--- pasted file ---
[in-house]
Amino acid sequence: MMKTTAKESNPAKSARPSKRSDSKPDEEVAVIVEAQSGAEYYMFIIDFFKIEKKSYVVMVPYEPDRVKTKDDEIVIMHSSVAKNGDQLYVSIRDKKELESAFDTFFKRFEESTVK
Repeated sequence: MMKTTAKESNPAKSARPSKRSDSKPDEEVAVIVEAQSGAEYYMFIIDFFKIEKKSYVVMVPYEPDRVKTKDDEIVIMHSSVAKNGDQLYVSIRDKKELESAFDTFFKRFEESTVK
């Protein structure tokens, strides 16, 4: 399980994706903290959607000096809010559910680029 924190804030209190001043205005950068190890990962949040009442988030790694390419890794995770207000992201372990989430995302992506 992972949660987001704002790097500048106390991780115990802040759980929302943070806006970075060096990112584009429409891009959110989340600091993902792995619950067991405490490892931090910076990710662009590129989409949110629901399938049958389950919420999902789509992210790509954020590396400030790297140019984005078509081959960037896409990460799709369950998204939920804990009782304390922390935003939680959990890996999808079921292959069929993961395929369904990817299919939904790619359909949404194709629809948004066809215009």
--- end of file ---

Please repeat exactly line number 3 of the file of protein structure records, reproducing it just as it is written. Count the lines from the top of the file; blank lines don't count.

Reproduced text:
Repeated sequence: MMKTTAKESNPAKSARPSKRSDSKPDEEVAVIVEAQSGAEYYMFIIDFFKIEKKSYVVMVPYEPDRVKTKDDEIVIMHSSVAKNGDQLYVSIRDKKELESAFDTFFKRFEESTVK